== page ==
Media and the World Cup

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Media and the World Cup
Oct 28, 2017

When the United States was eliminated from 2018 World Cup qualifying in October, no one working in sports media may have been more upset than Taylor Twellman.

The ESPN soccer analyst, a former University of Maryland and U.S. Men’s National Team forward, went on a rant during a “SportsCenter” segment the night Trinidad and Tobago upset the U.S. 2-1 in the States’ final qualifying match, knocking them out of contention.

But Twellman’s concerns – that an overhaul of the U.S. soccer program is necessary and in fact long overdue – rang true for his old head coach at Maryland, Sasho Cirovski.

“Taylor made great points,” Cirovski said. “I think what he said was that this is a systemic problem, and it’s time for a reboot and a reset of U.S. soccer. I think he was spot on.”

How exactly will the American media approach the world’s favorite sport going forward with the U.S. team not participating  in the World Cup?

World Cup coverage plans may not change

Several sports editors at large metropolitan daily newspapers were contacted to discuss how their World Cup coverage plans would change with America out of the tournament for the first time since 1986. Of those who replied, some said they will “get by” with stories on the Associated Press wire. But Joe Sullivan, sports editor of the Boston Globe, said his paper was not planning to send writers to Russia in the first place.

The Kansas City Star “won’t be sending anyone this time,” instead opting for the AP wire, said Star sports editor Jeff Rosen. But his staff won’t reduce its amount of soccer coverage next summer.

“Our World Cup coverage will be toned down some relative to years past, but KC considers itself a soccer town so we certainly couldn’t and wouldn’t ignore it,” Rosen wrote in an email.

On the other end of the spectrum, New York Times sports editor Jason Stallman said the U.S.’s absence is “irrelevant” due to the outlet’s international audience. The Times will send a “huge crew” of reporters, editors and photographers, Stallman wrote.

Washington Post soccer writer Steven Goff said his paper hasn’t made any final decisions about coverage plans, but pointed out an ancillary reason for some American investment. The 2026 World Cup hosting rights will be awarded at a meeting in Russia next year. A united North American bid has little competition to win, “so it may be important for U.S. outlets to attend FIFA meetings in early June in Moscow,” Goff wrote in an email.

Apathy versus accountability

On the online forum sportsjournalists.com, one member started a thread to ask the question, “How did your paper handle the U.S. soccer loss?” One of the replies included: “Not a word on U.S. soccer, just like we like it. By the way, who beat us and what was the score?”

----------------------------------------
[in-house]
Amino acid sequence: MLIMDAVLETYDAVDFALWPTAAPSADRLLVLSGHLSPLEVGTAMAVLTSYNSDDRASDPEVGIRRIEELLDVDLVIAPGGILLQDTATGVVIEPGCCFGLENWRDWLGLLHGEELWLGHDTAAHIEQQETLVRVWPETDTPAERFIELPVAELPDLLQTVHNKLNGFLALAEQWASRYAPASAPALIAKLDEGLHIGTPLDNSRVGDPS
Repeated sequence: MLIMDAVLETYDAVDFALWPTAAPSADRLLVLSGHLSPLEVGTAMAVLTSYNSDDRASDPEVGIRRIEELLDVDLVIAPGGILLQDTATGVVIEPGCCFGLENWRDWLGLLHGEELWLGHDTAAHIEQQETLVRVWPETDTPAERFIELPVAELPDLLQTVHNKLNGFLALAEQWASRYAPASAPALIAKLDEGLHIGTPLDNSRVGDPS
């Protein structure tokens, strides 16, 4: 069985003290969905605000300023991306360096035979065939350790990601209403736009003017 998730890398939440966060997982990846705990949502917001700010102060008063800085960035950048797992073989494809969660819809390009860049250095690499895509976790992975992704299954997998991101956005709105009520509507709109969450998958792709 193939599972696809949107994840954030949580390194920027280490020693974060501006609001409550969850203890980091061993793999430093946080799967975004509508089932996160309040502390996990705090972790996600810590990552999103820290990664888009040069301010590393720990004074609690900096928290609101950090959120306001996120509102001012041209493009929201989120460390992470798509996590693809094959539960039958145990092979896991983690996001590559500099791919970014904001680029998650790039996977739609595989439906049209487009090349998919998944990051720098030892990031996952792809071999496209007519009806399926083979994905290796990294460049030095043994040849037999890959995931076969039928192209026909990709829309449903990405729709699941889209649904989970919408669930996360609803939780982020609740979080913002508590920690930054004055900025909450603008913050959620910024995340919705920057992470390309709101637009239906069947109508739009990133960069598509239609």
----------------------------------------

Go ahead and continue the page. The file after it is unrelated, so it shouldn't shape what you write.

American apathy to soccer is still a running gag in some corners, but the editors contacted for this story made it clear that it’s their audience, not the preferences of their staff, that determines what gets covered.

“We would have covered MLS and Atlanta United regardless of whether we have a ‘fan’ (of soccer on staff),” wrote Ray Cox, sports editor of the Atlanta Journal-Constitution. “We don’t cover sports based upon interest of reporters but upon interest by readers/audience.”

“Several people in the newsroom follow soccer closely. Not sure I’d call them fans. But no, I don’t think their interest fuels our coverage,” Stallman wrote. “Soccer is by all measures the most popular sport in the world, so we cover it vigorously regardless of newsroom interest.”

Lindsay Simpson, director of communications for the MLS club D.C. United, said some Americans don’t have a grasp of how big the World Cup is around the world, and plenty of citizens still have active rooting interests next year due to the country’s diversity.

“U.S. media outlets aren’t going to have as many eyeballs from casual fans, casual viewers, on the World Cup like they would when the U.S. is participating. However, this country represents a lot of different ethnicities, a lot of different nationalities, and those people still care because a lot of their countries are still there,” Simpson said.

It’s one thing to discuss coverage of one loss in a qualifying match, or of one global tournament without the U.S. participating. But much of the American soccer community is already looking long-term. Bruce Arena resigned from his position as the USMNT head coach days after the Trinidad loss, saying “No excuses. We didn’t get the job done, and I accept responsibility.”

But as Twellman opined on “SportsCenter,” “As a whole, U.S. Soccer is not prepared. They have not done a good enough job of getting this group ready to play.”

Simpson feels there is an obvious role the media can play as U.S. Soccer figures out where to go from here, something Twellman aimed to do in that segment.

“Listen, the media exists to hold people accountable. That’s politicians, that’s businesses, that’s sports teams,” Simpson said. “I think the media have a huge role to play in what happens in the next six to 12 months with U.S. Soccer. They need to hold soccer accountable. They need to hold everything from top to bottom accountable in this process because that’s the only way you can grow and things can change.”

Asked about the media’s role in American soccer’s future, Cirovski said, “You have to continue to ask intelligent questions and speak with people and get the story told (about) solutions.”

But, he added, “What is the key in player development? It’s up to the player.”

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